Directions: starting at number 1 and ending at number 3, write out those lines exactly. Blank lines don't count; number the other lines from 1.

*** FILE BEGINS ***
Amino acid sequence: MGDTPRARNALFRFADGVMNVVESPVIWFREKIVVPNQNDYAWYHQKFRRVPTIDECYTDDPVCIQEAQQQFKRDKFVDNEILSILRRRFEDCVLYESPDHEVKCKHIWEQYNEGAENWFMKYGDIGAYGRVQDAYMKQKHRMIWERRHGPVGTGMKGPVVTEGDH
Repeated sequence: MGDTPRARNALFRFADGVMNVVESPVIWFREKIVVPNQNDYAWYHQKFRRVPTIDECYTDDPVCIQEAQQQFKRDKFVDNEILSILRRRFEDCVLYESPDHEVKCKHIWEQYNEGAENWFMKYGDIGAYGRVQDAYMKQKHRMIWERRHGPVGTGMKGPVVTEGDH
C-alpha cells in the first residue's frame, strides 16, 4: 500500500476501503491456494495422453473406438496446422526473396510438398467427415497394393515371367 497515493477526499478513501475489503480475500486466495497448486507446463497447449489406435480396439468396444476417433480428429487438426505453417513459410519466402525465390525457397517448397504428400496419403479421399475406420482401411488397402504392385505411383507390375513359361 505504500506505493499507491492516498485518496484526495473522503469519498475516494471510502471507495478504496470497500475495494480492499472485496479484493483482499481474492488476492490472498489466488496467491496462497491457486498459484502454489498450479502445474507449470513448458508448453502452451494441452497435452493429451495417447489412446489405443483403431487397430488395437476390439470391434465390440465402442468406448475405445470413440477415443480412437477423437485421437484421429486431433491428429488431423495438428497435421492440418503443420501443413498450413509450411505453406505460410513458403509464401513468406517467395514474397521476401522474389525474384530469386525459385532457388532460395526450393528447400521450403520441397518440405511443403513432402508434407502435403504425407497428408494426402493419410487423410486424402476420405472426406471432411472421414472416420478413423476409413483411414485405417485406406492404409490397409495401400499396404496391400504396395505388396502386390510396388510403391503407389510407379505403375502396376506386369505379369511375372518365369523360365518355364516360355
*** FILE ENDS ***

Amino acid sequence: MGDTPRARNALFRFADGVMNVVESPVIWFREKIVVPNQNDYAWYHQKFRRVPTIDECYTDDPVCIQEAQQQFKRDKFVDNEILSILRRRFEDCVLYESPDHEVKCKHIWEQYNEGAENWFMKYGDIGAYGRVQDAYMKQKHRMIWERRHGPVGTGMKGPVVTEGDH
Repeated sequence: MGDTPRARNALFRFADGVMNVVESPVIWFREKIVVPNQNDYAWYHQKFRRVPTIDECYTDDPVCIQEAQQQFKRDKFVDNEILSILRRRFEDCVLYESPDHEVKCKHIWEQYNEGAENWFMKYGDIGAYGRVQDAYMKQKHRMIWERRHGPVGTGMKGPVVTEGDH
C-alpha cells in the first residue's frame, strides 16, 4: 500500500476501503491456494495422453473406438496446422526473396510438398467427415497394393515371367 497515493477526499478513501475489503480475500486466495497448486507446463497447449489406435480396439468396444476417433480428429487438426505453417513459410519466402525465390525457397517448397504428400496419403479421399475406420482401411488397402504392385505411383507390375513359361 505504500506505493499507491492516498485518496484526495473522503469519498475516494471510502471507495478504496470497500475495494480492499472485496479484493483482499481474492488476492490472498489466488496467491496462497491457486498459484502454489498450479502445474507449470513448458508448453502452451494441452497435452493429451495417447489412446489405443483403431487397430488395437476390439470391434465390440465402442468406448475405445470413440477415443480412437477423437485421437484421429486431433491428429488431423495438428497435421492440418503443420501443413498450413509450411505453406505460410513458403509464401513468406517467395514474397521476401522474389525474384530469386525459385532457388532460395526450393528447400521450403520441397518440405511443403513432402508434407502435403504425407497428408494426402493419410487423410486424402476420405472426406471432411472421414472416420478413423476409413483411414485405417485406406492404409490397409495401400499396404496391400504396395505388396502386390510396388510403391503407389510407379505403375502396376506386369505379369511375372518365369523360365518355364516360355